3 Red Flags in Cybersecurity Postings

Firms struggling to recruit quality cybersecurity candidates may be a little too quick to blame the security skills gap without looking in the mirror first. In many cases, companies take themselves out of the running for the best available candidates the day the job is posted.

Why?

Experienced cybersecurity professionals run away far and fast the second they see poorly conceived job descriptions and requirements. Poorly written job requirements are a dead giveaway that an employer that doesn’t know much about security. A bad job posting can signal any number of bad omens for good candidates, such as:

  • This is a firm that doesn’t know what they need from this security position
  • This is a firm that will overwork me and my security colleagues
  • This is a firm that is compliance driven and not committed to security

For most candidates, these are indicators that lead to immediate disqualification.

Just like a resume tips the hand of a job seeker, job requirements tip the hand of an employer,” explains a Red Team PenTester placed by CyberSN.

There are a number of ways that job postings turn off cybersecurity candidates. 

Let’s dive deeper into the following 3 red flags when it comes job postings.

Red Flag #1: Job Requirements Make No Sense

When job requirements don’t track to the title, or to broad cybersecurity responsibilities, candidates will start giving the employer side-eye. In many cases this is the product of someone who knows very little about cybersecurity. Most likely this is from someone copying job requirements from other cybersecurity job listings.

It seemed likely that a lot of employers were looking at other job listings and probably copying and pasting those job responsibilities, which I think is typical for companies, because they know that they need cybersecurity to protect their assets, but they don’t necessarily know what that means,” says a Security Engineer, placed by CyberSN, explaining his experiences when running into requirements that weren’t “structured in an organized or sensible manner.”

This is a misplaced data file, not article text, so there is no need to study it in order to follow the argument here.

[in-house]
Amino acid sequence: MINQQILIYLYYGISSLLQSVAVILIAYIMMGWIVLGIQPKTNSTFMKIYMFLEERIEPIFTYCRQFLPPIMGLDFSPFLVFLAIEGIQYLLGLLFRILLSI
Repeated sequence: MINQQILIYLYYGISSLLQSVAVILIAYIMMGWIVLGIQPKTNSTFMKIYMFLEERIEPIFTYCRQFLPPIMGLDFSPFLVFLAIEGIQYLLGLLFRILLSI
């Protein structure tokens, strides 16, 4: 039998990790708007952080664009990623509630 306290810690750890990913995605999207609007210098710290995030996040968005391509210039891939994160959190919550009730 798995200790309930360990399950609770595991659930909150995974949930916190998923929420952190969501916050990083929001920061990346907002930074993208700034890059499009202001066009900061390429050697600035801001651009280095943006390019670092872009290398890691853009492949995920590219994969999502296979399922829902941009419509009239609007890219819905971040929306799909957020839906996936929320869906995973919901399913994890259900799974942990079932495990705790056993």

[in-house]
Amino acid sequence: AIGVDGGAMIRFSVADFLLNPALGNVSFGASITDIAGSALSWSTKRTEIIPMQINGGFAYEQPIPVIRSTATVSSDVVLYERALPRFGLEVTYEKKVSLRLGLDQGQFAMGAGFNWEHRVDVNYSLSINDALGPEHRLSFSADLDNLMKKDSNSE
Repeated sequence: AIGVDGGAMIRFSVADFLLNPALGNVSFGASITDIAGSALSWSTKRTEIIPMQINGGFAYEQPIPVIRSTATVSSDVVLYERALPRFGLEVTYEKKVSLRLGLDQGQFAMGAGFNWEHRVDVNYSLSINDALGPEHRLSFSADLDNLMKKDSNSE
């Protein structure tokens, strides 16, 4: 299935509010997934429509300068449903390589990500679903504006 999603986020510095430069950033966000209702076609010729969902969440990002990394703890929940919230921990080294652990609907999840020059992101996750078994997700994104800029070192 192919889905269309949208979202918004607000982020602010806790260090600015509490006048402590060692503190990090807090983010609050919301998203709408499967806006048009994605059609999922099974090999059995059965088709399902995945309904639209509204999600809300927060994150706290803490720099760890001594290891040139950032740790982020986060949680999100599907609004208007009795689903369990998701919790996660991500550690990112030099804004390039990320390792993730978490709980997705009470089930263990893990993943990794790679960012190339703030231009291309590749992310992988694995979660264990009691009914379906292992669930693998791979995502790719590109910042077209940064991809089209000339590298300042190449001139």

Red Flag #2: Two Or More Jobs In One Description

Another common problem are listings that rattle off job requirements which clearly show that the person will be asked to do two or more jobs. When candidates hear that an employer wants them to be an appsec guru, a security architect, and a SOC analyst all in one, they’re highly unlikely to put their hats into the ring for consideration.

Red Flag #3: Experience Requirements Don’t Match Job Level

Another common red flag for candidates is when the experience requirements asked of them in no way match up with the level of job being advertised. When entry-level positions (with entry-level wages) require 5-10 years of experience, it’s clear that there are a lot of things wrong with the organization’s expectations and, potentially, company culture. Another corollary to this is when the experience requirements ask for many years of background in brand new technology. 

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To be sure, for employers seeking to build out a brand-new security team, it can be tough to craft the perfect job requirements. When they’re on the hunt for the first or second security hire for the organization, they often really do need a renaissance man or woman who can ‘do it all’ until they can scale up the team after a period of time. 

This was the exact experience of one client, a Security Engineer from a mid-sized SaaS company, who eventually came to CyberSN for recruiting help.

I didn’t know how to craft the messaging internally. For a company that has never had good security, telling them you need someone to do disaster recovery, you need someone to do compliance, you need someone to do platform security, application security, security operations, maybe network security and someone to lead all of it, they didn’t really believe me,” this Engineer said. “As a result, I suggested to start with just one. But how do you put together the job posting that says, ‘You’ll be our first security hire, AND you’ll have to do all of it?” 

Many of the candidates we work with are passive. Meaning they are not overtly looking but willing to make a switch for the right opportunity. Poorly written job postings will NEVER attract these candidates. A well-crafted job posting will. In a passive job seeker market like the one we are in, this makes all the difference.  

It’s a tough situation, and one in which employers need to look to the experts to help them carefully and thoughtfully craft a job description that makes sense. Otherwise, they risk hearing crickets after posting their security jobs. At CyberSN we take great care when assisting our clients draft a job description. We encourage them to take a deliberate approach and circulate it among their network for input before posting.

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